A lawsuit alleging that Harvard University’s admissions policy is biased against Asian Americans went to trial on Monday in Boston, with a decision expected to be made in three weeks by U.S. District Court Judge Allison Burroughs.
The trial stems from a lawsuit filed against Harvard by Arlington, Va.-based Students for Fair Admissions (SFFA) nearly four years ago and has implications for affirmative action policies at universities across the country.
The plaintiffs, who have the support of the U.S. Department of Justice, argue that Asian American applicants, despite having the strongest academic records of any ethnic group, are admitted at the lowest rate because of low “personal ratings.” Harvard denies any wrongdoing and Asian American civil rights groups argue that Asians are being used as a tool by opponents of affirmative action.
When the lawsuit was filed, SFFA said in a statement, “The Trump Administration in July withdrew Obama-era guidance that gave colleges a wink and a nod to racially discriminate. This means that colleges like Harvard that use racial preferences in admissions will receive more legal scrutiny …
“Between 2011 and 2016, the Obama Education Department issued seven notices advising colleges how they may legally promote racial diversity. The 1964 Civil Rights Act prohibits racial discrimination by institutions receiving federal funds. But the Supreme Court has held that colleges may consider race in admissions as long it isn’t the ‘decisive’ factor. Quotas and point systems are forbidden.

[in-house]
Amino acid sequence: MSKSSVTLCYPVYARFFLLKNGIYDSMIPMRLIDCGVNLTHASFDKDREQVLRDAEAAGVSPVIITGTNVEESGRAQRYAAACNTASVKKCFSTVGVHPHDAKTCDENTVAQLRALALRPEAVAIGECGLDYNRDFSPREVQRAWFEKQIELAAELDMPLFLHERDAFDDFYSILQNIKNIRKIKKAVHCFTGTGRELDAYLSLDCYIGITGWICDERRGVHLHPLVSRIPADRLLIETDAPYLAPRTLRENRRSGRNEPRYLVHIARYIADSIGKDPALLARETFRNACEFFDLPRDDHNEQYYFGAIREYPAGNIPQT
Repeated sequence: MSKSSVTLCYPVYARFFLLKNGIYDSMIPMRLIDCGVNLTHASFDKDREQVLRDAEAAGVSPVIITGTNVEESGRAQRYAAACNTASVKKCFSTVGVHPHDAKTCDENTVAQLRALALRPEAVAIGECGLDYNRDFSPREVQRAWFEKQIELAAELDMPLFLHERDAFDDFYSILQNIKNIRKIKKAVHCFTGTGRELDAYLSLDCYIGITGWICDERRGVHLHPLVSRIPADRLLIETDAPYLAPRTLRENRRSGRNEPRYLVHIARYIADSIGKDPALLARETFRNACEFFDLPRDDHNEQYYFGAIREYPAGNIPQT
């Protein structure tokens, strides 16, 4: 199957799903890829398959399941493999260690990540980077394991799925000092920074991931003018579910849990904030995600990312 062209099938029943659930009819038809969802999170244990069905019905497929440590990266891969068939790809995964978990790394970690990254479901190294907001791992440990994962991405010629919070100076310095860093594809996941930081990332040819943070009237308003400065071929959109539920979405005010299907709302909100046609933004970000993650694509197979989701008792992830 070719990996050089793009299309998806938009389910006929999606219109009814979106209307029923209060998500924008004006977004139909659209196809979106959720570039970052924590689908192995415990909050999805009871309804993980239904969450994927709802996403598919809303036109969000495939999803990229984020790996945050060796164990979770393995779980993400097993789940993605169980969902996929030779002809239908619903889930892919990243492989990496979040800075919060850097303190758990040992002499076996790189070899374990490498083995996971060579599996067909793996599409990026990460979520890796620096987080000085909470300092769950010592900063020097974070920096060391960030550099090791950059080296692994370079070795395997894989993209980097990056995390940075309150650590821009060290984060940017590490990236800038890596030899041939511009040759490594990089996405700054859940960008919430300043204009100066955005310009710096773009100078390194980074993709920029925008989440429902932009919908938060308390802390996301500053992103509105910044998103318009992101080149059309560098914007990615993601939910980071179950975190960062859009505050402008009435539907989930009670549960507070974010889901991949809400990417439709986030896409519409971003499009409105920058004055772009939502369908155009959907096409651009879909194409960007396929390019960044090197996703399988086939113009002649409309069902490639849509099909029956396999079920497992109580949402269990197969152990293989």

“The Obama department advised colleges to consider race as part of what it called an ‘individualized, holistic review of all applicants.’ Colleges also were urged to consider race-neutral alternatives, but that they need not be adopted if they are ‘unworkable.’ In other words, it’s the thought that counts. Many colleges took the guidance as cover to discriminate.
“Harvard’s practices will be the first to be examined under this new spotlight. Students for Fair Admissions has sued the school for discriminating against Asian American applicants and unconstitutionally favoring other minority groups …
“Consider Harvard’s ‘holistic’ admissions review. Applicants are rated on a scale of one to six on academics, extracurricular activities, athletics and highly subjective ‘personal’ criteria. Admissions officers also assign applicants an overall score …
“Asian Americans boasted higher extracurricular and academic ratings than all other racial groups. They also received higher scores from alumni interviewers. But they were rated disproportionately lower on personal criteria. Only about one in five Asian Americans in the top 10 percent of academic performers received a ‘2’ personal rating. Yet blacks and Hispanics with much lower grades and SAT scores received high personal ratings.”
Asian American Coalition for Education